If there is a $5,000 fee dispute and you can make reasonable arguments for either side, I'm not going to get involved.

Unfortunately, there are some lawyers out there who will take a large retainer fee from you regardless of whether they think they can help you or not.

Depending on the facts of your case and the amount of money involved you may find it hard or uneconomical to get a good attorney to represent you in which case, as the first lawyer who answered pointed out, you may have to take advantage of the right to represent yourself.

Because you seek a lawyer for a type of work that most lawyers don't do, don't be shy about calling a large number of attorneys.

Fee disputes are often different from legal malpractice. Typically a good legal malpractice case results from a single careless mistake involving a crucial deadline. We all make mistakes and a lawyer is not a bad person for making one mistake. But, fee disputes often involve an accusation that the lawyer was dishonest. So a lawyer whose billing is attacked will likely take it as a personal attack while a lawyer who missed a filing deadline often understands that it is natural that there is a claim against him or her.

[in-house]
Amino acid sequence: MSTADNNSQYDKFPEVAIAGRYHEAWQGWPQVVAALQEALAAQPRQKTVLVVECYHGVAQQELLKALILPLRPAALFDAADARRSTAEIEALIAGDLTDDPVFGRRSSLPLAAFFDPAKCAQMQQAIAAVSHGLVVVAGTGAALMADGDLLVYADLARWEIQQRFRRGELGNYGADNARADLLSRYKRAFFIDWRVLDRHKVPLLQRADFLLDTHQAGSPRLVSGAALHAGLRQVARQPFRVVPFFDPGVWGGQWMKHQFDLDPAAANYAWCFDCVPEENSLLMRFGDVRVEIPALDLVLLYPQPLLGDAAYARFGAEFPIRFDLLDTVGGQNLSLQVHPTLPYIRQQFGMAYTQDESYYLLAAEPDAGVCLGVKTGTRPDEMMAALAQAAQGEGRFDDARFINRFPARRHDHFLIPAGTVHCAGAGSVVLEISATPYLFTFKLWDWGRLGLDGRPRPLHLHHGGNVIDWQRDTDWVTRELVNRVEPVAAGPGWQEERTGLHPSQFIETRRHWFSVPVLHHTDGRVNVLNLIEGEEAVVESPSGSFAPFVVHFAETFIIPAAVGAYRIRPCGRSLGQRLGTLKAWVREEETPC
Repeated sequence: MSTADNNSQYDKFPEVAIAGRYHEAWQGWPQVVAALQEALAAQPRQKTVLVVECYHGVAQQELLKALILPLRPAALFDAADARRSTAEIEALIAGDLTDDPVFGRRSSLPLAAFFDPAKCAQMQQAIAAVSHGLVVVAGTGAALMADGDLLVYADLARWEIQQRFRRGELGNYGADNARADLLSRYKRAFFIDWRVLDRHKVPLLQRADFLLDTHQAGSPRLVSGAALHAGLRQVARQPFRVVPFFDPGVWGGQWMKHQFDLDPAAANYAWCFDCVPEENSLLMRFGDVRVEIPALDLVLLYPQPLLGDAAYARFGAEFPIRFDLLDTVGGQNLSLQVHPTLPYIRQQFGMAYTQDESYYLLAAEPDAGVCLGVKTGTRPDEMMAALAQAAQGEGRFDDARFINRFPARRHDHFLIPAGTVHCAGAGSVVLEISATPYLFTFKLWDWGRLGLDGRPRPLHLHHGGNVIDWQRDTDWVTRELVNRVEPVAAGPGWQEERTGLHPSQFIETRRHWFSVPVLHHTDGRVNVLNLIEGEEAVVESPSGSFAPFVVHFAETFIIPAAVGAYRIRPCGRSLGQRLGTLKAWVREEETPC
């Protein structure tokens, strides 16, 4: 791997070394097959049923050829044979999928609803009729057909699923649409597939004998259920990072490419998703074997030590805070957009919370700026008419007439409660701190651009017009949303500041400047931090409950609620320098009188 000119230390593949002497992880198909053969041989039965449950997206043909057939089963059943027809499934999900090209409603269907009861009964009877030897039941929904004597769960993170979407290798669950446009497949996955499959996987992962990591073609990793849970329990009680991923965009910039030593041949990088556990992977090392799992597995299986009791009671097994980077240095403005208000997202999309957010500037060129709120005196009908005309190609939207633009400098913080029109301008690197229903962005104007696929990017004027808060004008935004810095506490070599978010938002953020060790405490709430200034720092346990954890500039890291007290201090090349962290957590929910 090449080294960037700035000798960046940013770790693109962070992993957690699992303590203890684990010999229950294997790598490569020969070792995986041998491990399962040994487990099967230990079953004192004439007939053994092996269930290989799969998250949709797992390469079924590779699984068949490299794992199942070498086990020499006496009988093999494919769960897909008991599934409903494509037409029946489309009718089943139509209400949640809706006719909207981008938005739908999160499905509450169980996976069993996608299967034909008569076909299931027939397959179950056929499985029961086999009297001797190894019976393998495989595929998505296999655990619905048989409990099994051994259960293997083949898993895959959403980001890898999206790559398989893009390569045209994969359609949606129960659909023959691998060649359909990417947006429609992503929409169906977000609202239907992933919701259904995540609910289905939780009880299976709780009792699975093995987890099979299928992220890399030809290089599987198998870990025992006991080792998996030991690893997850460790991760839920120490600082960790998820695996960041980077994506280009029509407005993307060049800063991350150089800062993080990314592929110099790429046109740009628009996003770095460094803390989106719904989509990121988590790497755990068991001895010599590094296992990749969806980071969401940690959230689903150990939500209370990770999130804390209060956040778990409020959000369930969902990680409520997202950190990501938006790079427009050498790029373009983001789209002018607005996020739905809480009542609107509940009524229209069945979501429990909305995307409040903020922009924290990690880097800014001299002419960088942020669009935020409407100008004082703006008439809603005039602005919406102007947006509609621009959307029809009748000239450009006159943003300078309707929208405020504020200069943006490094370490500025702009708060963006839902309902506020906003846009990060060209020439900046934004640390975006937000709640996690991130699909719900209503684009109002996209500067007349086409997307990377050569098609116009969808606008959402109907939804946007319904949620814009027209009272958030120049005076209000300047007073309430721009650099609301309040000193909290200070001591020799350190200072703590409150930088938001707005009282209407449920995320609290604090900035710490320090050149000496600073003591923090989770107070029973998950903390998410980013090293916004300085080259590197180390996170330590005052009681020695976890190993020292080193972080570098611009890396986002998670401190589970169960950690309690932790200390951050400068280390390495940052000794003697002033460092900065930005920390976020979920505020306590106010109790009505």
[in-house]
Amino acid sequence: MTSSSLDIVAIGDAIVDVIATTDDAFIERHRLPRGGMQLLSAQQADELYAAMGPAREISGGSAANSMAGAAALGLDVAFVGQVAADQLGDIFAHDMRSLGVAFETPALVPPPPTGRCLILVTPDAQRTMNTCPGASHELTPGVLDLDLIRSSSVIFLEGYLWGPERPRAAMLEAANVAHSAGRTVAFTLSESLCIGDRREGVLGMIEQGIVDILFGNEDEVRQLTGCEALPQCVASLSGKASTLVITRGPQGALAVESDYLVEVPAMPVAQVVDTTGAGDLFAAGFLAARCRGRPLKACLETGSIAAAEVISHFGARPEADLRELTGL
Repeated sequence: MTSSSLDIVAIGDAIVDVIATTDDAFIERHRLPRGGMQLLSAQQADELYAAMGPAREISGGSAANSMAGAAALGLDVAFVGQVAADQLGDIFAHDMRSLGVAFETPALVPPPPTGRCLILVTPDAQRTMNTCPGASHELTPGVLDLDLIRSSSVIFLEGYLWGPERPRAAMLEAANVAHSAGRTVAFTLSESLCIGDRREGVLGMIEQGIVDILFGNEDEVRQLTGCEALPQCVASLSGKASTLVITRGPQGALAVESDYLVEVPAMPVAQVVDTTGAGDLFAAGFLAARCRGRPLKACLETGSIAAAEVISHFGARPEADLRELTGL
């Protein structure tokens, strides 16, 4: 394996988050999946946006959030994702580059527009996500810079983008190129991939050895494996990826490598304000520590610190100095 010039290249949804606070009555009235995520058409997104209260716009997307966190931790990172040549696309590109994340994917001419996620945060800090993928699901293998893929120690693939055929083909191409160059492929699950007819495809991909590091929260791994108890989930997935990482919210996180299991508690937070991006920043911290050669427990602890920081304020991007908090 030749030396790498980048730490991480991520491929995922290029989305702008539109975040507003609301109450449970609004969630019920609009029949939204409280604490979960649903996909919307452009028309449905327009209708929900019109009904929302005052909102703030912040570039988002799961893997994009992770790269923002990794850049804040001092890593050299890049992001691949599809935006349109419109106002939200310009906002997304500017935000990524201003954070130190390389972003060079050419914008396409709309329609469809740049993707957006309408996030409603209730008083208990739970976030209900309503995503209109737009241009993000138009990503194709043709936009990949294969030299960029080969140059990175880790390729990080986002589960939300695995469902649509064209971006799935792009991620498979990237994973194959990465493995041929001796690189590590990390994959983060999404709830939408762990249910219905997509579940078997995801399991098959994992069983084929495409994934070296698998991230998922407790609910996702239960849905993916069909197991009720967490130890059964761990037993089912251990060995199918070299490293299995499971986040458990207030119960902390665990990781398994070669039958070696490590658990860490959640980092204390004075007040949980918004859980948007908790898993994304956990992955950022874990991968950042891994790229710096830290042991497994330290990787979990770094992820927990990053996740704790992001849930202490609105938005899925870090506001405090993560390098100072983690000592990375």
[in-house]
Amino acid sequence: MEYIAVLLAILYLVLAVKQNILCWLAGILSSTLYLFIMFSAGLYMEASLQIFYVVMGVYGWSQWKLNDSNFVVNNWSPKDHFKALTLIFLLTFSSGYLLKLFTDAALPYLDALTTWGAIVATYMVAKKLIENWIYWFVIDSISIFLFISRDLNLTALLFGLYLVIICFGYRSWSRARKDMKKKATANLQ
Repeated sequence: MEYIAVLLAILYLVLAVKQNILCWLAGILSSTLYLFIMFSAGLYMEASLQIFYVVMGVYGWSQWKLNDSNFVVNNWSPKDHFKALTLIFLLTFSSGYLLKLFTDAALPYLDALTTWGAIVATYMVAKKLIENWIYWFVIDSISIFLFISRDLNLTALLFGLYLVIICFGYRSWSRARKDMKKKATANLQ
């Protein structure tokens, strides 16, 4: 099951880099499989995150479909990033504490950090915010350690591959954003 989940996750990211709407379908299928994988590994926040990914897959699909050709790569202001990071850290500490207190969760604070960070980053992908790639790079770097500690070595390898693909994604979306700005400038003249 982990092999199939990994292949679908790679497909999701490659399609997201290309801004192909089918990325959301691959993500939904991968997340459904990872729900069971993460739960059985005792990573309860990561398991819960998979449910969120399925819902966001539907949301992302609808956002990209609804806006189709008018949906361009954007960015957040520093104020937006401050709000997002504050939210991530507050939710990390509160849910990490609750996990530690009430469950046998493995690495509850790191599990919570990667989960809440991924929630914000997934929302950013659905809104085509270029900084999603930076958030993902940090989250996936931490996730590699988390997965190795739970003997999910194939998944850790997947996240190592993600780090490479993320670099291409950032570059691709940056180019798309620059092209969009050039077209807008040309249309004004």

You need an attorney who has experience in legal malpractice and attorney fee disputes. I have handled both kinds of cases. Most attorneys who have experience in this field are not shy or worried about having another attorney as the opposing party. You say that one of your attorney's peers will be the arbitrator, if I were representing you, this is the first issue I would want to review.

When responding to questions posted on Avvo, I provide a general purpose response based on California law as I am licensed in California. In reviewing my response, you are specifically advised that your use of, or reliance upon any response I provide is not advisable. I do not have all relevant background details or facts related to your issue / matter, thus I am not in a position to give you legal advice. Further, your review, use of, or reliance upon my response does not establish an attorney-client relationship between us nor does it qualify as a legal consultation for any purpose.